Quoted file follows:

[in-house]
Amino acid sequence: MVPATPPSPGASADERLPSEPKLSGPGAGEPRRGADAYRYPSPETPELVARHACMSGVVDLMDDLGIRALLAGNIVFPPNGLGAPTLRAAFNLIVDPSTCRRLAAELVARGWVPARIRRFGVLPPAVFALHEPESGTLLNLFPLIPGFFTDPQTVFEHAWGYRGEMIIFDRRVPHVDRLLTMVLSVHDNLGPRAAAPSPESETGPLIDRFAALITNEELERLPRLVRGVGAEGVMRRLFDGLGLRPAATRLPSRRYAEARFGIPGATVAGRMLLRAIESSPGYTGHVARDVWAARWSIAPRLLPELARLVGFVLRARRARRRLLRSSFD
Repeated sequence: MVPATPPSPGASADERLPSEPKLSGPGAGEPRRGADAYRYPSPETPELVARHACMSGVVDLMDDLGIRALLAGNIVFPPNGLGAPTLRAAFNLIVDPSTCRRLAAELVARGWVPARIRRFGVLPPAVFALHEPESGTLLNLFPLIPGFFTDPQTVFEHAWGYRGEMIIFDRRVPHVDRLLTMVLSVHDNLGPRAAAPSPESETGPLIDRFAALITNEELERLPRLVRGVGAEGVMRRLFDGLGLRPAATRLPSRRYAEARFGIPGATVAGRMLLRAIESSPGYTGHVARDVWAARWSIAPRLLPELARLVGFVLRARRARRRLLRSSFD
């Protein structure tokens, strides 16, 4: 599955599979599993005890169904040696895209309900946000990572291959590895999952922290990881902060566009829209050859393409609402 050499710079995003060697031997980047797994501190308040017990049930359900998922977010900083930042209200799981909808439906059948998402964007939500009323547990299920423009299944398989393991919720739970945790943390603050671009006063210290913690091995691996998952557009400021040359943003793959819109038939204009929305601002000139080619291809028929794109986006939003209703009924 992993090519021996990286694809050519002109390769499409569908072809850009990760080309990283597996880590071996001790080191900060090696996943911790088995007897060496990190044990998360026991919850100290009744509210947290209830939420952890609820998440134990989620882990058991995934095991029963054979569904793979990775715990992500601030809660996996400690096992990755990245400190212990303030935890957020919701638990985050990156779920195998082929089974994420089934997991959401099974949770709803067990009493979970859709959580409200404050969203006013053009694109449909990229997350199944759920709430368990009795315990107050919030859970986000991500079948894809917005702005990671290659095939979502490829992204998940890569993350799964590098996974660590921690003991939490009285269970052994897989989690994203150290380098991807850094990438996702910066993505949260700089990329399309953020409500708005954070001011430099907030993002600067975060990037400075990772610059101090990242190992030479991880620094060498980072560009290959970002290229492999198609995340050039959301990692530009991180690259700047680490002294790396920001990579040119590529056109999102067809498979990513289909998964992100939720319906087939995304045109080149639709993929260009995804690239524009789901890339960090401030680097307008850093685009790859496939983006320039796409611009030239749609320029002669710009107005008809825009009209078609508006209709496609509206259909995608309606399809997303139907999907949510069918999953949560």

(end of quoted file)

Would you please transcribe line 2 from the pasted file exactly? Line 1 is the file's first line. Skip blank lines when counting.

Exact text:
Amino acid sequence: MVPATPPSPGASADERLPSEPKLSGPGAGEPRRGADAYRYPSPETPELVARHACMSGVVDLMDDLGIRALLAGNIVFPPNGLGAPTLRAAFNLIVDPSTCRRLAAELVARGWVPARIRRFGVLPPAVFALHEPESGTLLNLFPLIPGFFTDPQTVFEHAWGYRGEMIIFDRRVPHVDRLLTMVLSVHDNLGPRAAAPSPESETGPLIDRFAALITNEELERLPRLVRGVGAEGVMRRLFDGLGLRPAATRLPSRRYAEARFGIPGATVAGRMLLRAIESSPGYTGHVARDVWAARWSIAPRLLPELARLVGFVLRARRARRRLLRSSFD